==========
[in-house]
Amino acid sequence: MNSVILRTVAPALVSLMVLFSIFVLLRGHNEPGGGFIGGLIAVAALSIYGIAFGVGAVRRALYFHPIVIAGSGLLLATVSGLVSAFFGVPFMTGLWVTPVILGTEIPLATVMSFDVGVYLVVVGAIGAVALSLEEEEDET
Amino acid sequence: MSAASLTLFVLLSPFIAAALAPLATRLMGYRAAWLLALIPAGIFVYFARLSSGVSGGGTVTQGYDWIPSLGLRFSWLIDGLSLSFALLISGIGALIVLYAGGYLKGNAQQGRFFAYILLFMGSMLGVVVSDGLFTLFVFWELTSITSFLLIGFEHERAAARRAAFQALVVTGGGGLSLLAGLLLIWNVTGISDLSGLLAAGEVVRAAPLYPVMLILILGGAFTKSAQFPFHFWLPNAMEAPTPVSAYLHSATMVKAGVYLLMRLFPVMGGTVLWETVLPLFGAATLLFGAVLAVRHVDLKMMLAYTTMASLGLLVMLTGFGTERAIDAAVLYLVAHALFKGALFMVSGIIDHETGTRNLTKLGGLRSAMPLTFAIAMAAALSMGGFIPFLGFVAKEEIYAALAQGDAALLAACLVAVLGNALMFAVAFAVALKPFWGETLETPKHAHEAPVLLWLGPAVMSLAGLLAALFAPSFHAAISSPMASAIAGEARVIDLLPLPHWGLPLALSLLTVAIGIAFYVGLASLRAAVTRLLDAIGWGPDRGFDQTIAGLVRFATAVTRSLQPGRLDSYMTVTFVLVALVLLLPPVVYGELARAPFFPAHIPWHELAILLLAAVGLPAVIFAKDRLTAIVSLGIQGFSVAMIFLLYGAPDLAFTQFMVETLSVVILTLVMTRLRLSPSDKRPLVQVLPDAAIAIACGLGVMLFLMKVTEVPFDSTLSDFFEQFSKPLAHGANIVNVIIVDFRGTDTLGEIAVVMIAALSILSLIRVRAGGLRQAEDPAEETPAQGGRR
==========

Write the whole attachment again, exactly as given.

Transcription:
[in-house]
Amino acid sequence: MNSVILRTVAPALVSLMVLFSIFVLLRGHNEPGGGFIGGLIAVAALSIYGIAFGVGAVRRALYFHPIVIAGSGLLLATVSGLVSAFFGVPFMTGLWVTPVILGTEIPLATVMSFDVGVYLVVVGAIGAVALSLEEEEDET
Amino acid sequence: MSAASLTLFVLLSPFIAAALAPLATRLMGYRAAWLLALIPAGIFVYFARLSSGVSGGGTVTQGYDWIPSLGLRFSWLIDGLSLSFALLISGIGALIVLYAGGYLKGNAQQGRFFAYILLFMGSMLGVVVSDGLFTLFVFWELTSITSFLLIGFEHERAAARRAAFQALVVTGGGGLSLLAGLLLIWNVTGISDLSGLLAAGEVVRAAPLYPVMLILILGGAFTKSAQFPFHFWLPNAMEAPTPVSAYLHSATMVKAGVYLLMRLFPVMGGTVLWETVLPLFGAATLLFGAVLAVRHVDLKMMLAYTTMASLGLLVMLTGFGTERAIDAAVLYLVAHALFKGALFMVSGIIDHETGTRNLTKLGGLRSAMPLTFAIAMAAALSMGGFIPFLGFVAKEEIYAALAQGDAALLAACLVAVLGNALMFAVAFAVALKPFWGETLETPKHAHEAPVLLWLGPAVMSLAGLLAALFAPSFHAAISSPMASAIAGEARVIDLLPLPHWGLPLALSLLTVAIGIAFYVGLASLRAAVTRLLDAIGWGPDRGFDQTIAGLVRFATAVTRSLQPGRLDSYMTVTFVLVALVLLLPPVVYGELARAPFFPAHIPWHELAILLLAAVGLPAVIFAKDRLTAIVSLGIQGFSVAMIFLLYGAPDLAFTQFMVETLSVVILTLVMTRLRLSPSDKRPLVQVLPDAAIAIACGLGVMLFLMKVTEVPFDSTLSDFFEQFSKPLAHGANIVNVIIVDFRGTDTLGEIAVVMIAALSILSLIRVRAGGLRQAEDPAEETPAQGGRR